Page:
First of all, welcome to MDC
Second of all, I am 26, my dsd is 15, and she has not always been respectful with me as she is right now. Two years ago we hit rock bottom, and I was desperate to save our relationship and my own sanity. This is how I actually found MDC, I was searching advice on working it through with teenagers, preferably from a stepparent perspective. And here I am, TADA!
Now... DSD still has her arguments with her dad, she still does things she shouldn't be doing at 15, and she's not always an easy person to interact with. But! I can't recall last time she was rude to me. If I had to find an incident it would have to be as long ago as last summer over the guidelines on seeing her boyfriend. But that's it, really. We get along just fine.
Last time she said the words "I hate you" was two years ago when I decided something had to change, and I realized two things:
* #1. I can't change my stepdaughter. I can't. She a whole other person with her own mind, feelings and motivations. I can't change her just because I don't like the way she behaves. So this is not the route to rely on if I want things to be different, and I want peace in this house. We can scream, swear and yell at each other until we are blue in the face, but it's not what I wanted for our family life. So what's left?
* #2. I CAN change how I interact with her, and I CAN change how her dad and I work on parenting her, because I have a wonderful partner who will listen to my concerns and loves his daughter enough to never give up. He supported me on my decision, and we've had wonderful results. So much so, DSD asked to move in with us a year ago.
If you would like to get where I am in my relationship with my teenage stepdaughter, then I strongly recommend:
* Do not disciplining her. Do not jump into her discipline conversations with her dad when she gets in trouble. Do not reprimand, do not ask her to do her bed, do not tell her to do homework. You husband has to put in 110% in this area for now. Your words mean nothing as your relationship has no solid base. She doesn't see you as a parent, that means all the things you'll say will have exact opposite effect. Can you tell her she acts like a spoiled brat? Sure. But what will you accomplish? Peace? Improved behavior? Gain respect? I'd guess, none of the above. So you have to examine your options.
* Does it mean she should be allowed to cuss at people? be disrespectful? smoke pot? Nope. It means YOUR HUSBAND has to make it a priority to get his daughter out of self-distractive mode. Clear expectations, simple consequences. Adults should never be yelling in the house. If you know she is smoking pot with her friends, then she loses the privilege of seeing those friends. It's his rules, and he enforces it. She's gotten herself in jail at the age of 15? How late does she stay out? Where does she get pot? This is where her dad steps in and sets the rules. To be honest, if I were in his shoes, I'd say no friends for a while period. School, sport (if she plays one), and home. If things improve, then friends can come over your house. If they are disrespectful - then no thank you. But it's his discussion, his rules, and his firm hand that she needs.
* What can YOU do? Find a moment when she is approachable, and offer something she can't say no to... Find easy, one on one things to do with her, for yourself and your husband. DSD and I bake, we also go out and do our nails together once in a blue moon, we've just been to the movies (which I'm thinking will become "our" thing as well), and her dad takes her out for hot chocolate about once week. Kids need that. She might not be allowed to see her friends, but she still needs to know she is loved. You might have to look for that half a minute when she is nice, but spending time doing silly things together is how relationships are built and rebuilt. You and your husband clearly need it in regards to this child.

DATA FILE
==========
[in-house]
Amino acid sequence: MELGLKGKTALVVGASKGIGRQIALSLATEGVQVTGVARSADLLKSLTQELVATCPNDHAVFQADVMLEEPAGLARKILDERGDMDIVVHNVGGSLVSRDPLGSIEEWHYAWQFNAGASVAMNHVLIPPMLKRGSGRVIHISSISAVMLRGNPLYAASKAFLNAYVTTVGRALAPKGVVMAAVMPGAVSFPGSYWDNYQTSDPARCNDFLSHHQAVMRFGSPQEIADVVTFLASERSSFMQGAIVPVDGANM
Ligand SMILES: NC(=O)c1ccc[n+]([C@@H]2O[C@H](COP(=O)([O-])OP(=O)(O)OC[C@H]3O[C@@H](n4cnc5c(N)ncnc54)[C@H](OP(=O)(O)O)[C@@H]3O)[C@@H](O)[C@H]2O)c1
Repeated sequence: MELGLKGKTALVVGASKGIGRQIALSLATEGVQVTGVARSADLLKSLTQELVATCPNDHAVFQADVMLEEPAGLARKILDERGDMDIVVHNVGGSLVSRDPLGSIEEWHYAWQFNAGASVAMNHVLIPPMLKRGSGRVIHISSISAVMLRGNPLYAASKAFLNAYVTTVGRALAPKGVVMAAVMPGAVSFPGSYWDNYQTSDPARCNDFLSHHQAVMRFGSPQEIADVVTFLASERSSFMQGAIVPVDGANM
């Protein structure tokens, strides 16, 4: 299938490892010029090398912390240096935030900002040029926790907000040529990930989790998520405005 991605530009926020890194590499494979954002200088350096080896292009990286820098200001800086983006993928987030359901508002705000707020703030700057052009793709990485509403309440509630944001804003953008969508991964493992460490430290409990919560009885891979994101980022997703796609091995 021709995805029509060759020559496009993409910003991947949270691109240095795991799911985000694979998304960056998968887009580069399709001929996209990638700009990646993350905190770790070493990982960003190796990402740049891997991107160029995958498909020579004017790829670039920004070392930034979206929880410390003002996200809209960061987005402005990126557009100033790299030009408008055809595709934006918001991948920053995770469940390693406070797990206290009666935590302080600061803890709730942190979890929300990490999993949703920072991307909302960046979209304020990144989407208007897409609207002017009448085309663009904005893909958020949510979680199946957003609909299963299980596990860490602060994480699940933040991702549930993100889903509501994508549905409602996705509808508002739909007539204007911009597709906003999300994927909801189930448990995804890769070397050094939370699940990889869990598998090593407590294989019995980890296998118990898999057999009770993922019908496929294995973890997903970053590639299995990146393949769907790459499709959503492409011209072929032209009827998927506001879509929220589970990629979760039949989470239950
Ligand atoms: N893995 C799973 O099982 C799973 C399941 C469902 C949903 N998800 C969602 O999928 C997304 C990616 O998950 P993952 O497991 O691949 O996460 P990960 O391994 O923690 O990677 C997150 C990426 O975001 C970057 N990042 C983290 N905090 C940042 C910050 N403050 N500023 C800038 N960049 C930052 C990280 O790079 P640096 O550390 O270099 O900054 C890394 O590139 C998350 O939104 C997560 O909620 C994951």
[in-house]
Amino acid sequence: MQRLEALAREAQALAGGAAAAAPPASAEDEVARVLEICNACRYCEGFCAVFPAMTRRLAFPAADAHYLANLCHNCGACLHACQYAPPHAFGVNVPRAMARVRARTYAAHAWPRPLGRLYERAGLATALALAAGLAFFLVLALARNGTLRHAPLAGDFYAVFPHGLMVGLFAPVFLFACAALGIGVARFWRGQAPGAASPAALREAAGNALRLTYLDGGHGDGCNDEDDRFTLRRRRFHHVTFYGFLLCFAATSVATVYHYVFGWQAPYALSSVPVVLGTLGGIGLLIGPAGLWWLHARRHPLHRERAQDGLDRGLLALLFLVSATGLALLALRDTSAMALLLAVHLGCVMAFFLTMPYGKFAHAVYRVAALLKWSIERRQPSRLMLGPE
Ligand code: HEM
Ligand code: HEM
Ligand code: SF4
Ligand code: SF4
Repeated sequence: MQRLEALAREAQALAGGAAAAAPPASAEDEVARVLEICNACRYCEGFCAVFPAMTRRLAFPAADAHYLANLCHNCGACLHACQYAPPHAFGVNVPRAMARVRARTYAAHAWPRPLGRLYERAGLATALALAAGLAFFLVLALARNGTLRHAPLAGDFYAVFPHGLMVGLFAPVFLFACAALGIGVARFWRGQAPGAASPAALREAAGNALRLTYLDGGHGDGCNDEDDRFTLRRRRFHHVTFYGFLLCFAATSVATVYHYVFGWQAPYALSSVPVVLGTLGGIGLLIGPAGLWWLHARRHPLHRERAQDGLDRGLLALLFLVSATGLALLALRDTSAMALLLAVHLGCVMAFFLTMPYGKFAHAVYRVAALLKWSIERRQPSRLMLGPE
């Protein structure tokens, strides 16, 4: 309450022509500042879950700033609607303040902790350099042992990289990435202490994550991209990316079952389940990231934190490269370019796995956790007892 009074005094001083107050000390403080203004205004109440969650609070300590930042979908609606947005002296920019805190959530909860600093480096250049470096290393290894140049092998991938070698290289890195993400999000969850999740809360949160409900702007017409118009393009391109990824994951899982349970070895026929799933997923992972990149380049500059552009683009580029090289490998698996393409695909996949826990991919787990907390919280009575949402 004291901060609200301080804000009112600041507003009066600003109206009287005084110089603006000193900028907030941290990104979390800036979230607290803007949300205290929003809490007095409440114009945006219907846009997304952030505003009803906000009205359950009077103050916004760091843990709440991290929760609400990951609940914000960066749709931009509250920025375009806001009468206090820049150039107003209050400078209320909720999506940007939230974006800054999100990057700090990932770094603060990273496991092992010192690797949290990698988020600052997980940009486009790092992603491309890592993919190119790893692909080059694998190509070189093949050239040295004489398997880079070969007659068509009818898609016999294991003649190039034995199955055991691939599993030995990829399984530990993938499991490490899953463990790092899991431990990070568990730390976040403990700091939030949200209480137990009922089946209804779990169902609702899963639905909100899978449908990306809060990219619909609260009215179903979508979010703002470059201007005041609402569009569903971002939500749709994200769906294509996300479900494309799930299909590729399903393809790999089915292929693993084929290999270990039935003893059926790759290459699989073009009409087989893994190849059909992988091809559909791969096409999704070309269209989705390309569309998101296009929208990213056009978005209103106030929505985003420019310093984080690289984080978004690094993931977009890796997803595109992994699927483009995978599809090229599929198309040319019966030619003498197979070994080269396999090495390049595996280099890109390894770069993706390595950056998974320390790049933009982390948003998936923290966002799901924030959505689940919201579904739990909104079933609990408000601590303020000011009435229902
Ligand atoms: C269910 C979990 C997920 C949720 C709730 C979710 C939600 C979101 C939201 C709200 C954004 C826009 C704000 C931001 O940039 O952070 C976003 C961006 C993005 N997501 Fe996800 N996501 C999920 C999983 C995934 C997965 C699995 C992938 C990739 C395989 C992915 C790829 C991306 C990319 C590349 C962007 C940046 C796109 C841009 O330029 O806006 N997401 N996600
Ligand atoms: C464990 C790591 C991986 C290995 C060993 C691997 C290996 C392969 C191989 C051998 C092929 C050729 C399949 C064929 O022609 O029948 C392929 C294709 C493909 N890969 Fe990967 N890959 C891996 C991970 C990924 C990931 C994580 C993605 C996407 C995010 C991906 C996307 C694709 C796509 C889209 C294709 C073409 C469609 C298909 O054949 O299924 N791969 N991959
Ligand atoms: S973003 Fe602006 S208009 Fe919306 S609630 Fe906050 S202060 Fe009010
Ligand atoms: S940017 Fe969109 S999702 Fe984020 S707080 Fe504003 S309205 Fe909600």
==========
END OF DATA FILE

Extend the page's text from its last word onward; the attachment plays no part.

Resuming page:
* Ask for an advice from a guidance counselor. I bet you are not the first one with a tough kid in high school. DSD has been seeing one since this fall, and I have seen improvements in certain areas of concern.
* Just because you don't discipline, doesn't mean you have no input. I weigh in on consequences and discussions her dad has with his daughter, BUT the rule is she has to be out of the room. I say if I agreed with his decision, or not, we talk about it, and I always leave the last word to him, since he is her father after all. But I know he listens and respects my input.
* Expect the change to be slow. Relationships are not built overnight, and bad habits are hard to get rid off. To speed things up, you can only do one thing (and I am suggesting it only because I did it myself). I wrote a letter to dsd and apologized for trying to parent and discipline her. I told her I wanted a second chance for our relationship, that I was leaving all the parenting to her dad, and while I will stand by his decisions 100% (if he said no going out today - I'm not taking her to see her friends), I would like to be just a person she can rely on if she needs help. I told her I had no expectations of her, just that I love her, and will be there for her, but from this point on it was up to her as to how close she wanted me in her life. Two weeks later, she gave me a letter thanking me for what I wrote and for the change in my actions. We've been doing really well ever since.
None of this will work if your husband is not willing to take his role seriously, I don't think you have too many options. You can continue down the road you are on, but it will only get worse with time. On our part, I know for sure that it would have never worked if my beloved taken hands off approach.
I wish you the best.